A year ago, I wrote
on Living Wills, but with the legalization of euthanasia in the state of
Victoria in Australia in November this year, I felt I must re-run the
item from one year ago.
A couple of years
ago, there was a small paragraph in one of the Bangkok English language
daily papers, reporting on the fact that Living Wills were now accepted
as being legal in Thailand. I cheered as I read it. It was ‘about time’,
in my opinion.
However, there is
confusion in the minds of many people, as to what a “Living Will”
actually is and what it covers. First off, it is not euthanasia. I
repeat, it is not euthanasia. Borrowing from the Mayo Clinic in the US,
it states on their website “This written, legal document spells out the
types of medical treatments and life-sustaining measures you do and
don’t want, such as mechanical breathing (respiration and ventilation),
tube feeding or resuscitation.” The important words to note are “life
sustaining” and “resuscitation”. Neither of these concepts imply
medically assisted suicide.
Once again from the
Mayo Clinic, “Injury, illness and death aren’t easy subjects to talk
about, but by planning ahead you can ensure that you receive the type of
medical care you want, to take the burden off your family of trying to
guess at what you’d want done.”
Remember that we
are talking about terminal situations here. Not situations from which it
would be reasonably expected that you will recover and still have a good
quality of life. A fractured hip when you are 90 is a serious situation,
but provided you are healthy otherwise, then it would be expected that
you would recover. You might need a stick for a while, but you would
still be able to have a beer with your mates or whatever your pursuits
were before the incident. In other words, the expectancy of a reasonable
quality of life is there.
However, if you are
in the terminal phase of metastatic cancer, which has progressed despite
treatment, the future quality of life is not there. Artificially
prolonging life under that situation is then covered by the Living Will.
As an example, note
The Living Will is
made while in sound mind. It is not something you scribble out while
lying in God’s waiting room. An example of a Living Will. “Being of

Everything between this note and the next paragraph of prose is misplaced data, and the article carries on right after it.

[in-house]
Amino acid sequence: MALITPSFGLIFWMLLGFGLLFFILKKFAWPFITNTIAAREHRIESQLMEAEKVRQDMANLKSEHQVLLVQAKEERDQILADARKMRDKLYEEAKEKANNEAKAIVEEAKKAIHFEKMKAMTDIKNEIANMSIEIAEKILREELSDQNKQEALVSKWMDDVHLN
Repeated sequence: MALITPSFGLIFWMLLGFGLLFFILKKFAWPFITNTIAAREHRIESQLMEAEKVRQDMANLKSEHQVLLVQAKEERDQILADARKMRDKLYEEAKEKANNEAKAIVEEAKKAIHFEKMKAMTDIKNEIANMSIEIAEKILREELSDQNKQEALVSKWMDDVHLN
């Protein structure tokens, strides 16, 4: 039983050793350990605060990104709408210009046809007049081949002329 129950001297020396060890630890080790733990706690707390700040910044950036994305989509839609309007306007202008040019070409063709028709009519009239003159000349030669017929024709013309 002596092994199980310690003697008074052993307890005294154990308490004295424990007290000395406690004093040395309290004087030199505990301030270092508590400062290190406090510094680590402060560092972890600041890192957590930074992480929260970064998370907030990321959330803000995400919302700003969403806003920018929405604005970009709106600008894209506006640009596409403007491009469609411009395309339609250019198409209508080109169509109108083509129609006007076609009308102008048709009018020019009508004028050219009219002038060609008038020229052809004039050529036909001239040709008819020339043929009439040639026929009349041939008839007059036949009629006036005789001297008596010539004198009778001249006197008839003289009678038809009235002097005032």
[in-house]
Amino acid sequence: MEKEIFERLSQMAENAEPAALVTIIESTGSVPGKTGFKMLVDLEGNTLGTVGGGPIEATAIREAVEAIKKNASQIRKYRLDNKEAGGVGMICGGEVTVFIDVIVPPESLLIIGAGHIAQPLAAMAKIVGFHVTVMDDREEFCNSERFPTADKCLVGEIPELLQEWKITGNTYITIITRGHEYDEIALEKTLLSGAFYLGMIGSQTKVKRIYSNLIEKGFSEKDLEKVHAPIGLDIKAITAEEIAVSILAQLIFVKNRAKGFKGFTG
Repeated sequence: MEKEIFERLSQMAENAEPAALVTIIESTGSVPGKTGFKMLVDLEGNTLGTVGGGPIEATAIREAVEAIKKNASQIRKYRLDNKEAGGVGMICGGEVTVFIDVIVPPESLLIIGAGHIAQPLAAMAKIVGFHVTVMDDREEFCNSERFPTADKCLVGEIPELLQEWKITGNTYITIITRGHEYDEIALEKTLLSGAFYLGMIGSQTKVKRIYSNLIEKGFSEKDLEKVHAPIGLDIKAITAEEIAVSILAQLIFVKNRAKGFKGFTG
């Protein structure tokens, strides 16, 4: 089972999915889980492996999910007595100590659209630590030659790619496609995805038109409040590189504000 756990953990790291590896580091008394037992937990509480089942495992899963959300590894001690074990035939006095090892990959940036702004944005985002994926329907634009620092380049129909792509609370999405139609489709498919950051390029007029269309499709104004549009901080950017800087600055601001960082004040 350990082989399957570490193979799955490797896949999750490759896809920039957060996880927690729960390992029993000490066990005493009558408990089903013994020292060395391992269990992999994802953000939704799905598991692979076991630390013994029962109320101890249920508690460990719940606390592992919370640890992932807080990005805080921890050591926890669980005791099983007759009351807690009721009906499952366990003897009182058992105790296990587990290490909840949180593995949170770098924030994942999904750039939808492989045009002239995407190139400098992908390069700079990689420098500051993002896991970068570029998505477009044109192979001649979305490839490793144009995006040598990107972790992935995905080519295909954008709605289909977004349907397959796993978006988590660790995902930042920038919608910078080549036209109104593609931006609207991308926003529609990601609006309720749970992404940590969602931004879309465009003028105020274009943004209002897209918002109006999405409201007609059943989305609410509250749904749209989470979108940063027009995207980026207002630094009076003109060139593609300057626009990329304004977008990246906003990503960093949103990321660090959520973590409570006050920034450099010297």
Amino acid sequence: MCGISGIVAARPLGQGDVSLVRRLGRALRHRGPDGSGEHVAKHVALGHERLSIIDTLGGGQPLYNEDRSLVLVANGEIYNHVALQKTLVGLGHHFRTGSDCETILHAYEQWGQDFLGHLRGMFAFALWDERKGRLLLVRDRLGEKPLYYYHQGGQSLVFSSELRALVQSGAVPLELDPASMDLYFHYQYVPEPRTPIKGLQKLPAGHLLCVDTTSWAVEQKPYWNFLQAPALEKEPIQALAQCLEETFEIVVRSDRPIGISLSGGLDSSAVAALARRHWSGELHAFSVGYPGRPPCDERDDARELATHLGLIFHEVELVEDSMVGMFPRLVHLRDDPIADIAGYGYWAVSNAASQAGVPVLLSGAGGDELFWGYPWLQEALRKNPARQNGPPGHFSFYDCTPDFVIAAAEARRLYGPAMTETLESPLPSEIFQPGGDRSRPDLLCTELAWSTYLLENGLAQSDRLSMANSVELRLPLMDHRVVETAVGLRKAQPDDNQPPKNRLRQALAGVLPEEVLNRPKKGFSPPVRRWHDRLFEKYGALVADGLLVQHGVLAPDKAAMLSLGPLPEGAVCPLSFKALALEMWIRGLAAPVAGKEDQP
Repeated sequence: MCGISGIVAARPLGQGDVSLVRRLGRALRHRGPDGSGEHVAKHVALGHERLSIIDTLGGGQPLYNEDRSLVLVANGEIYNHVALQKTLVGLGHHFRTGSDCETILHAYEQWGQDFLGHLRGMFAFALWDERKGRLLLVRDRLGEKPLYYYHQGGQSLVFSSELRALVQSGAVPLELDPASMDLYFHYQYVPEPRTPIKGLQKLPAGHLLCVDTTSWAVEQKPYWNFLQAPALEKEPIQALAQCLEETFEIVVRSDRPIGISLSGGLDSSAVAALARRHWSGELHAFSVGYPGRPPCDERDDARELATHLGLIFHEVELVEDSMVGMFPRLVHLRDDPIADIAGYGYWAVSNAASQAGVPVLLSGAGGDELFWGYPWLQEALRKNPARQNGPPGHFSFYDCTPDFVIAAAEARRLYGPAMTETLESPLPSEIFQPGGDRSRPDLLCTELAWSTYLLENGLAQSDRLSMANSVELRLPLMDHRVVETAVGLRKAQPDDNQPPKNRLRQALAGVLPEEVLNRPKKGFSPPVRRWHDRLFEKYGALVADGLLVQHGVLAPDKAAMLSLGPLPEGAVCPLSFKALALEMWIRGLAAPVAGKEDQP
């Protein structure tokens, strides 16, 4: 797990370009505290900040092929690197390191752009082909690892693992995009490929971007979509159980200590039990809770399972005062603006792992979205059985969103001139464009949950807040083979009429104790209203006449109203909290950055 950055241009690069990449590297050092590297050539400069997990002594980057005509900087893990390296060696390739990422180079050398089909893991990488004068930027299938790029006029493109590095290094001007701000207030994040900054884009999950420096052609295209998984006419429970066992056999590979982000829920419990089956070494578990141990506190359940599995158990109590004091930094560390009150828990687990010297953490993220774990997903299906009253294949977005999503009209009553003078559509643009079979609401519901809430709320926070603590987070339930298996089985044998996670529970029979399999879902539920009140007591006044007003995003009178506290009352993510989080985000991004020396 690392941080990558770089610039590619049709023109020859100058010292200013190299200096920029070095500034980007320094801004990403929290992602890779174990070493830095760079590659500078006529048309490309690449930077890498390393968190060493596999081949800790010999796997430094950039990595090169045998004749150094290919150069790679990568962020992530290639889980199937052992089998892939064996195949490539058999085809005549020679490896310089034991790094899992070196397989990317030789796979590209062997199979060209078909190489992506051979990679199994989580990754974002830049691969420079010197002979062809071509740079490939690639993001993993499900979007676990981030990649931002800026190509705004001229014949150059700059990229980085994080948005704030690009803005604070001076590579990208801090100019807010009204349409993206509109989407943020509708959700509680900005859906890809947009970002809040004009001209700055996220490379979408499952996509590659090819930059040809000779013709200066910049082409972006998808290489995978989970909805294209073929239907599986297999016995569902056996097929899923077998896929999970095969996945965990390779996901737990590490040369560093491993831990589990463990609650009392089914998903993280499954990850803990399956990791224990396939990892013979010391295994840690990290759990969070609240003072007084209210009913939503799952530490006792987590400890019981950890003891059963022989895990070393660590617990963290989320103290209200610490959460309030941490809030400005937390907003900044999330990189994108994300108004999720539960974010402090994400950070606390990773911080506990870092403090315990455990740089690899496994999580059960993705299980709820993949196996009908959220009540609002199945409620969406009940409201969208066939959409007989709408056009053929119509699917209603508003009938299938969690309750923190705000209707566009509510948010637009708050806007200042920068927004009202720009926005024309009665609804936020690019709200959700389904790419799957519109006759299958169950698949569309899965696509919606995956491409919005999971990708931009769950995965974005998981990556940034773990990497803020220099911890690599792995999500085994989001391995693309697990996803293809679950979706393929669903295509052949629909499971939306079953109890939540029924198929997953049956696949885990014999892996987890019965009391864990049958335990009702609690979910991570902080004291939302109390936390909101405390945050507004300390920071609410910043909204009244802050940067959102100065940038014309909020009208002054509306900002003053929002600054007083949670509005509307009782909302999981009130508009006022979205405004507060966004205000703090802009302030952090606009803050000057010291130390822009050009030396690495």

sound mind and understanding all the implications, I ask that this
document be brought to the attention of any medical facility in whose
care I happen to be, and to any person who may become responsible for my
“This is my ‘Living
Will’ stating my wishes in that my life should not be artificially
prolonged, if this sacrifices my Quality of Life.
“If, for any
reason, I am diagnosed as being in a terminal condition, I wish that my
treatment be designed to keep me comfortable and to relieve pain, and
allow me to die as naturally as possible, with as much dignity as can be
maintained under the circumstances.
“As well as the
situation in which I have been diagnosed as being in a terminal
condition, these instructions will apply to situations of permanently
unconscious states and irreversible brain damage.
“In the case of a
life-threatening condition, in which I am unconscious or otherwise
unable to express my wishes, I hereby advise that I do not want to be
kept alive on a life support system, and I do not want resuscitation,
nor do I authorize, or give my consent to procedures being carried out
which would compromise any Quality of Life that I might expect in the
“I ask that you are
sensitive to and respectful of my wishes; and use the most appropriate
measures that are consistent with my choices and encompass alleviation
of pain and other physical symptoms; without attempting to prolong life.
Now those are only
examples. The Bangkok Hospital Pattaya has a pro forma Living Will,
which is also repeated in the Pattaya City Expats website, I believe.
The message is that
a Living Will is not euthanasia, and that you must lodge it, before you